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|Pastor Fritz Fritschel composed this poem especially for the Benefit Concert by the children of LCH on Saturday, March 7, 2009, to raise money to purchase an Ark of Animals from Heifer International that would help children and families throughout the World
A Gnu CovenantListen to Fritz read this poem
The rumors, once flying, now settled into news.
This was to be the world’s first ocean cruise.
Fashioned from gopher wood, sealed with pitch,
The squatty, clumsy craft now deemed seaworthy,
Tho’ rudderless, could just as well end up in a ditch.
Left unanswered is the question—who would be worthy
Or desperate enough to join the untested staff
Circumnavigating in search of their likely epitaph?
Some outing for a family without seafarer’s blood,
Their only trait, singled out as people who were good.
Good? Good for what?
Good for navigating stormy, aimless routes?
Good for mediating troubled travelers disputes?
Good for sailing in a nameless skiff?
Good for settling any creaturely tiff?
Dispute and tiff were rife early in the voyage
Originating from all the critters in the stowage.
Talk turned to what everyone knew,
Threatening mutiny among Noah’s crew.
From zebra, aardvark, caribou and gnu,
They all agreed on what they should do.
Complaints soon came to the wizened master.
This sea-bound trip seemed headed for disaster.
Spokesbird for the offended parties, a precocious parrot,
Squawking about certain inalienable, avian rights,
And reciting the contentions of all the wayfarers’ plights.
Namely, the inequity of the passengers’ list.
“How could such an injustice be missed?
We have been forced to leave our nests, our dens, our lairs,
Refugees in the waving watery, wildernesss, abandoned but for prayers.”
“Quiet, quiet! Let me explain,” Noah began to impart.
“My instructions were clear right from the start.
Two of each, two of each,” Noah reported
“Oh no, no,” cried his wife. “The orders were distorted.
‘Seven pairs of this, two pairs of that,’ we were told.
How could they all fit and live in this humble hold?”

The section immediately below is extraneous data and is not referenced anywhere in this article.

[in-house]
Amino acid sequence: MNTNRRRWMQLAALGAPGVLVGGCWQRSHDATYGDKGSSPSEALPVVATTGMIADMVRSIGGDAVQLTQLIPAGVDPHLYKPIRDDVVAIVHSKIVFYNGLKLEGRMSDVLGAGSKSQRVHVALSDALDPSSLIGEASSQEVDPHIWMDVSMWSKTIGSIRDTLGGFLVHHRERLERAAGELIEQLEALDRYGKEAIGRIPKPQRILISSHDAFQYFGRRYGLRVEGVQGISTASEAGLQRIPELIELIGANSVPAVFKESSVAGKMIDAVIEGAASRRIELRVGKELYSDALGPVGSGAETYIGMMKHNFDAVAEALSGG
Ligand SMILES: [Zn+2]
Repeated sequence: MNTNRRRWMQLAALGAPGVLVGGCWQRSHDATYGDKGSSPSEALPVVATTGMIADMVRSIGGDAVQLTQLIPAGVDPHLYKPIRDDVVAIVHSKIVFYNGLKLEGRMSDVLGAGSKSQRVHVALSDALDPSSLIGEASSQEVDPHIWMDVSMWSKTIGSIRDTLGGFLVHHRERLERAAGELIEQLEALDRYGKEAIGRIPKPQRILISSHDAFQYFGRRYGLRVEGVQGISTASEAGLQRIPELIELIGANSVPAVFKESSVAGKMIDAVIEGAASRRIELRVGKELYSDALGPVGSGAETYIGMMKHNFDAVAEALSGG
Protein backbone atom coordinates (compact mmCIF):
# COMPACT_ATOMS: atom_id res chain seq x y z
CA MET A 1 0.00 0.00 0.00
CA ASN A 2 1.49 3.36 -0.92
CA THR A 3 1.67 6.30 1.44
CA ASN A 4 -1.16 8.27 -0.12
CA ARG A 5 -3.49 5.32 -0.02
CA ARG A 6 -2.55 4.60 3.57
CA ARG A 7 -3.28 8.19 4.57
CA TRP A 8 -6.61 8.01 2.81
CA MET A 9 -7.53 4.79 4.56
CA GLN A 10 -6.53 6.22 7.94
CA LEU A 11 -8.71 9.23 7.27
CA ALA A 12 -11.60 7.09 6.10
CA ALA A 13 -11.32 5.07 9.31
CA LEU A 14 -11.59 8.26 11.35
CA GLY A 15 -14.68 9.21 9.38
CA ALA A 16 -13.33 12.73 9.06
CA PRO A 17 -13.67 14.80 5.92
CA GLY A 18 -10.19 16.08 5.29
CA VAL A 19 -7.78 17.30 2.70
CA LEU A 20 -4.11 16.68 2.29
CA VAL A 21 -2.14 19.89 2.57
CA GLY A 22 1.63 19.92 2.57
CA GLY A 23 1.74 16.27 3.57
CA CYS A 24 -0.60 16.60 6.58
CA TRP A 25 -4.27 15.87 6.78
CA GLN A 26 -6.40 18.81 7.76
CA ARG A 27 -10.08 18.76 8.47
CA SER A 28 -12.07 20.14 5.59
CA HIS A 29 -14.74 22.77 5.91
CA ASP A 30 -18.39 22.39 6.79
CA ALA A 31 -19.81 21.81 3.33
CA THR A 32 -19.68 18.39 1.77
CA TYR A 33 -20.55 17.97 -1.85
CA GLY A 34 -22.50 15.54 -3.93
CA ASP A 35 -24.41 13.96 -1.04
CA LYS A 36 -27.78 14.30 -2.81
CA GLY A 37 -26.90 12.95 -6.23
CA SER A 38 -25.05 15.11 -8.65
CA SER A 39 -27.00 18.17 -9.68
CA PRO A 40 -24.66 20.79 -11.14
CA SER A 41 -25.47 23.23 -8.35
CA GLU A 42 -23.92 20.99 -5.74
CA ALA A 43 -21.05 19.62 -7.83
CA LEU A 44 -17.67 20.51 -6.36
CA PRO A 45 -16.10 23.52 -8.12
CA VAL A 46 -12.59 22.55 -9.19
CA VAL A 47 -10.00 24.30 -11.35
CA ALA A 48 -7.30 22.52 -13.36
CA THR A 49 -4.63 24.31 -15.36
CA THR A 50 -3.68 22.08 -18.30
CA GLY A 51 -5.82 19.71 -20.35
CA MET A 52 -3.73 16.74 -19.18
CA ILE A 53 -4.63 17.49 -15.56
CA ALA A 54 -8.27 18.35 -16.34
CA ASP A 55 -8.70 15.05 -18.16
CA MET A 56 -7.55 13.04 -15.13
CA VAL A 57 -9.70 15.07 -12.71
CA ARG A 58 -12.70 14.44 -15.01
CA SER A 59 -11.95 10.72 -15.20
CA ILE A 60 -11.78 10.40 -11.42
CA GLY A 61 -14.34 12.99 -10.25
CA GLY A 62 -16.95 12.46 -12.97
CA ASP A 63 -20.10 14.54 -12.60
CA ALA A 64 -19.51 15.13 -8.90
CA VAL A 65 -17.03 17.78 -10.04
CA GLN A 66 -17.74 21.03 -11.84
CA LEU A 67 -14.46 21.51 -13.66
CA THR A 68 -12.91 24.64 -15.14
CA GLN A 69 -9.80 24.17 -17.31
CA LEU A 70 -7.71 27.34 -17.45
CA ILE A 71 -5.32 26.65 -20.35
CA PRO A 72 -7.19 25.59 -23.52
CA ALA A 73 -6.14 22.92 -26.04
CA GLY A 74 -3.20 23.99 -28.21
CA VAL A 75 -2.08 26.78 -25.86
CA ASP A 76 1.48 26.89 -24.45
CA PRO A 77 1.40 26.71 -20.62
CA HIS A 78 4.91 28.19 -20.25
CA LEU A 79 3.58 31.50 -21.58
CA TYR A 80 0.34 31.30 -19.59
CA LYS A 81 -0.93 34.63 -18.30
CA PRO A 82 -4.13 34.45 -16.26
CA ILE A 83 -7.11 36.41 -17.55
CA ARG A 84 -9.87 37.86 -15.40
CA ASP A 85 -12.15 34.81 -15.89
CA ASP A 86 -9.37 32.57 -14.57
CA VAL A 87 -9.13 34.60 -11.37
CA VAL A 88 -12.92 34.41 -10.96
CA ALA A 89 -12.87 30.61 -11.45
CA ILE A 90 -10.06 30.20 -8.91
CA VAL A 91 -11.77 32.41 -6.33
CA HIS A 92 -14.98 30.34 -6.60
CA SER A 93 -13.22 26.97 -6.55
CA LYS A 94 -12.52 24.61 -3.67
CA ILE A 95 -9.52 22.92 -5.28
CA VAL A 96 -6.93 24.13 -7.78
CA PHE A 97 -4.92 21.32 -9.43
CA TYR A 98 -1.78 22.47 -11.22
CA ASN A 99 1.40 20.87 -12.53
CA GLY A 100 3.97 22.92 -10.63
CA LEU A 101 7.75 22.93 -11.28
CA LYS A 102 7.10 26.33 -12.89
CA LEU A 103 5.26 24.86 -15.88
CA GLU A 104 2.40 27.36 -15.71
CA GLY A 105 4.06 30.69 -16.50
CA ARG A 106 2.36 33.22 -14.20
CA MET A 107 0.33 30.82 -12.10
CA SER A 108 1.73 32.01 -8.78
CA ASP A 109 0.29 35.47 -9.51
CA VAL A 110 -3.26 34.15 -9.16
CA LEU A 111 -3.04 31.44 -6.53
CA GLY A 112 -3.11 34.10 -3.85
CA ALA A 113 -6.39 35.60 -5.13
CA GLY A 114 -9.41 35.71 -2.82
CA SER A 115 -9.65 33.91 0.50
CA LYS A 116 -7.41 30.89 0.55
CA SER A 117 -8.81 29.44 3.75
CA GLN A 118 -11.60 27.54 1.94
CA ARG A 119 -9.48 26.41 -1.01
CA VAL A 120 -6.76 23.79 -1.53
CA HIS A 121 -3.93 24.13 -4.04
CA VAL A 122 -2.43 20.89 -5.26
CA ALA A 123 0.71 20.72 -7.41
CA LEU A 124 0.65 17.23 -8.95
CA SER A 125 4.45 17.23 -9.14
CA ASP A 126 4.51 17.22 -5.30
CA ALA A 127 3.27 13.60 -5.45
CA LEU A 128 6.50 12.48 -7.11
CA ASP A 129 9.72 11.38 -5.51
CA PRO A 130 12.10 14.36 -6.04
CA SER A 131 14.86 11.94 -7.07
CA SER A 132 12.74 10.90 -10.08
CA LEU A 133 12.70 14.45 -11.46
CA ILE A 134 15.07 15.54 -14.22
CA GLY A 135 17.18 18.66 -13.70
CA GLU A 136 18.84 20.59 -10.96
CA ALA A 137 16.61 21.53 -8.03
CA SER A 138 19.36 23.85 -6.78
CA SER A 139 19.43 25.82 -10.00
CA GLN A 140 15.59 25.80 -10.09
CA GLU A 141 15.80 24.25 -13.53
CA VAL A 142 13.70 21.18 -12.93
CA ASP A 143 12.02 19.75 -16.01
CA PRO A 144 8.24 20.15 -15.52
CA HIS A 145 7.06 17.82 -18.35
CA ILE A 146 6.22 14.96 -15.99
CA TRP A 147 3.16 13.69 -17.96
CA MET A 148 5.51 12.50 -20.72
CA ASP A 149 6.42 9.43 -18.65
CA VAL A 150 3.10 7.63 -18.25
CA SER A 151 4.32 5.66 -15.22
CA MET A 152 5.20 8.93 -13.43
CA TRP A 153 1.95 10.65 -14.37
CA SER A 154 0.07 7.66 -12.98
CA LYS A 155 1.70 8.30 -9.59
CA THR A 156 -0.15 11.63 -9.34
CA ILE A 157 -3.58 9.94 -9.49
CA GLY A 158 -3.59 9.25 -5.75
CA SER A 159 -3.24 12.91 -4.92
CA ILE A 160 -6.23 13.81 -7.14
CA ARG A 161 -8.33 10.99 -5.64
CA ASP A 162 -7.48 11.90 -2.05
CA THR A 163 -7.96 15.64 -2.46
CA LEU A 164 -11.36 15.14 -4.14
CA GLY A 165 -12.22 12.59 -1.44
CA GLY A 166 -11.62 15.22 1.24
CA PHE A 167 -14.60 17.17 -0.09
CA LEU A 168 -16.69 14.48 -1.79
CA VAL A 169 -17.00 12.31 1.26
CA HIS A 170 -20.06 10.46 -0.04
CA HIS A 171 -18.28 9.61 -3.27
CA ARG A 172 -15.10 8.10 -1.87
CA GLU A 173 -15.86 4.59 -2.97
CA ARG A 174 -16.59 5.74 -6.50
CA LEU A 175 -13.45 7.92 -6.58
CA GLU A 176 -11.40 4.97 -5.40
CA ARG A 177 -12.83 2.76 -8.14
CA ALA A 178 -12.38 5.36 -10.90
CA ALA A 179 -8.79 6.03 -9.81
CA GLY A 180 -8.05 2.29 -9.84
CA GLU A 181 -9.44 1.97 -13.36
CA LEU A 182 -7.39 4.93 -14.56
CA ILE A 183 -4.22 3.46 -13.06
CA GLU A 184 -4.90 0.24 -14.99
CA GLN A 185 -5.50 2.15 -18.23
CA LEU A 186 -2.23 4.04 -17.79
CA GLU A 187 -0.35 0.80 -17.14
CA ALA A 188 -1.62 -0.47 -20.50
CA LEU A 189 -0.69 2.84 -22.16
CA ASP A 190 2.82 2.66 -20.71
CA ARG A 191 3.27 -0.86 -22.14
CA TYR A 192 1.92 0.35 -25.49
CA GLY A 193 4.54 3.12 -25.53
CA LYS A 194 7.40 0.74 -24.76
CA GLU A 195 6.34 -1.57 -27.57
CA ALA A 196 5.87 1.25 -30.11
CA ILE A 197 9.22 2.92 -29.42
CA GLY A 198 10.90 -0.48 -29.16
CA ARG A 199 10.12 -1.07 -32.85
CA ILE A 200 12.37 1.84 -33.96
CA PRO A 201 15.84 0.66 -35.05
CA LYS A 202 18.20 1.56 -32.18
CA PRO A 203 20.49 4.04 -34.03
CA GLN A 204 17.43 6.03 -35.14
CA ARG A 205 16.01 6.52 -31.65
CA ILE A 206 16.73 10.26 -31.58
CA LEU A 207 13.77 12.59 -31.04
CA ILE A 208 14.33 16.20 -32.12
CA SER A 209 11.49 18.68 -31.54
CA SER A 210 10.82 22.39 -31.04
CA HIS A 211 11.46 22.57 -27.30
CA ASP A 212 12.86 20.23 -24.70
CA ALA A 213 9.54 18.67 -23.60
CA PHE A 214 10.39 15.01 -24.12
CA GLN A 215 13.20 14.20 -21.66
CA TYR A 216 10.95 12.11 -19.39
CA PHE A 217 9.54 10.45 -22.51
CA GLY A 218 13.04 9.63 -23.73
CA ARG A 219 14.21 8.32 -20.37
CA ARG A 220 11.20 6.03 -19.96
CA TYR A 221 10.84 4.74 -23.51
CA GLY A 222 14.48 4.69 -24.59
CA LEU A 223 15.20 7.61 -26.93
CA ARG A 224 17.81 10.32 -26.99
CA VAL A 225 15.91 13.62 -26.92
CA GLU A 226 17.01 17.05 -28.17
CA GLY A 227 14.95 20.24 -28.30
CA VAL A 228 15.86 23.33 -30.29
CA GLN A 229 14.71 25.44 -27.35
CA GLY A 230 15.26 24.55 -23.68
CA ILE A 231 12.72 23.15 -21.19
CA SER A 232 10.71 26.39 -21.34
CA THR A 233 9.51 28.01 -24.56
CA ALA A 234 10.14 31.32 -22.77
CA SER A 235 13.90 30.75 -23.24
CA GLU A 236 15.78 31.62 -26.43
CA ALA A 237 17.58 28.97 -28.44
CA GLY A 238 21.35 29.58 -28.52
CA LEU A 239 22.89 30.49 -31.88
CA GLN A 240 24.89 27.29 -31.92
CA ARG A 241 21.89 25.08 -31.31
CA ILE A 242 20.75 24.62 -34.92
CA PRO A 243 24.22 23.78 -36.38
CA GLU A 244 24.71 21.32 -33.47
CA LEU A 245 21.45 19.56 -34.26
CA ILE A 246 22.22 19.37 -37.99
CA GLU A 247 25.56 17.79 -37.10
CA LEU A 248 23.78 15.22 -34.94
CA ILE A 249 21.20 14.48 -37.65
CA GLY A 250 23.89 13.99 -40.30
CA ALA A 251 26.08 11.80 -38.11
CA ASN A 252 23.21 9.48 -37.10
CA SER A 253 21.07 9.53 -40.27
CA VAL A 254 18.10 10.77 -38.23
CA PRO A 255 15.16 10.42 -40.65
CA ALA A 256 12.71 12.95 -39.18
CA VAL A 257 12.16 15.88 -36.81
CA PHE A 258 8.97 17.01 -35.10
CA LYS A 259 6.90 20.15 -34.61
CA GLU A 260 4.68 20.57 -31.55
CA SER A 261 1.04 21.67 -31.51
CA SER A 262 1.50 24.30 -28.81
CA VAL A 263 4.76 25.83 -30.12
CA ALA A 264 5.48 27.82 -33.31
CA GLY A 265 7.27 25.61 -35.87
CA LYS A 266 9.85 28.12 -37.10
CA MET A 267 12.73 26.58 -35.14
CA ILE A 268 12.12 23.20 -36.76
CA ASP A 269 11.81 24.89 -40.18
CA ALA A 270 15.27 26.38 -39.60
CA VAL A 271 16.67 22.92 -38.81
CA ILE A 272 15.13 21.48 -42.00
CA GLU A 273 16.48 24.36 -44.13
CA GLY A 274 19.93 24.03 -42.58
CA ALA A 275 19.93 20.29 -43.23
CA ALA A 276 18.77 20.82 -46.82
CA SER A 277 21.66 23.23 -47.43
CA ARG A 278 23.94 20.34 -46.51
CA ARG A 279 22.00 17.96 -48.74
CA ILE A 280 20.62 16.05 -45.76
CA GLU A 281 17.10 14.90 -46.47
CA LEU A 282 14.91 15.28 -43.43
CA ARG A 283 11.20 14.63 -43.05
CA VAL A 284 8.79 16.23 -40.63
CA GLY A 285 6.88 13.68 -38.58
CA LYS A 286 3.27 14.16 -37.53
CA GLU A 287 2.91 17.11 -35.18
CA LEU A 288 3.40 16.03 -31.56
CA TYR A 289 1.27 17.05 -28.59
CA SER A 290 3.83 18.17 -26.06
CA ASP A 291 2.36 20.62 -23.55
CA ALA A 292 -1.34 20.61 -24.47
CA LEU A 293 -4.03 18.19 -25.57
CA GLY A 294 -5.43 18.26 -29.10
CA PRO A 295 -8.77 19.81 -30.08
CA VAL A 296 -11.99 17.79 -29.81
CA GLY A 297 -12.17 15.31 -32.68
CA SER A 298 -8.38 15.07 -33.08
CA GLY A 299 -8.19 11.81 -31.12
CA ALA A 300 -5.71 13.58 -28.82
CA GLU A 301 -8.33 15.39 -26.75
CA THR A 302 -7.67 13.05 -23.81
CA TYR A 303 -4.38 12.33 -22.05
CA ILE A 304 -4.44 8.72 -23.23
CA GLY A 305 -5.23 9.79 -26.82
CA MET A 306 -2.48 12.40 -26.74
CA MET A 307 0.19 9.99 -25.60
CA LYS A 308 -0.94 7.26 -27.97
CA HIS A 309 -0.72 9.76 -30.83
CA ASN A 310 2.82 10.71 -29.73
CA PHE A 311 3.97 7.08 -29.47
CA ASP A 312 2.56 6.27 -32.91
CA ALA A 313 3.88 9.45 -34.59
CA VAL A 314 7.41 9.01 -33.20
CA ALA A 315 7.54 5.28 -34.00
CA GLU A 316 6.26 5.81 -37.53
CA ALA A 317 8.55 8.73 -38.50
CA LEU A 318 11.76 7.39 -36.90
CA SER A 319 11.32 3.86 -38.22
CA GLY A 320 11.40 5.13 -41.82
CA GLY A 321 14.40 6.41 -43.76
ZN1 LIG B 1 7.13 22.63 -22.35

Indeed the orders were most confusing.
But that was not what the travelers deemed abusing.
From their own perch and their own stall,
They all agreed, ’tis not fair, one and all.
“Look at the fish,” they cried with resentment,
“All swimming around with smug contentment.
Dolphins in schools diving, splashing, cavorting,
As if our trip is just for frolic and sporting.
Those aquatic creatures have left no home.
They are free with their own kin to roam.
Whales have their pods, trout their hover,
Sharks their shoal, seals their rookery,
Otters their romp, jellyfish their smack,
Eels their swarm, alligators their congregation.
We—we have been uprooted, displaced, vagabonds of the sea
What justice in this tempest for us can there be?”
Noah, a slight bow in his shoulders, a slight bow toward the crowd
Thanked, yes thanked the speakers for what they had said aloud.
“We all share the fate of this trip.
On this unlikely, homemade rescue ship.
Though, as you say, all is not fair,
We now must work as one to make it square.
I recommend a binding covenant,
Not multicolored or arced, nor in the air, yet relevant.
When we disembark, let us make habitats flourish,
That we, for those in need and want, may nourish
With plenitude, justice, mercy and opportunity
A world rich in friendship and community.”
The gnu, with upturned horns, raised his nodding head and knew
That what Noah had said was certainly true.
The African beast added, “With all our skills and talents,
We must work for a sustainable, ecological balance.”
And then the canary was the first to sing.
“Indeed it is the just and righteous thing.”
Slowly the creatures joined their growls, barks, and chirps in a dramatic act
To form what was known as the earth’s first democratic socialist pact.
Copyright © 2009 the Rev. Fritz Fritschel
Comments welcome at firstname.lastname@example.org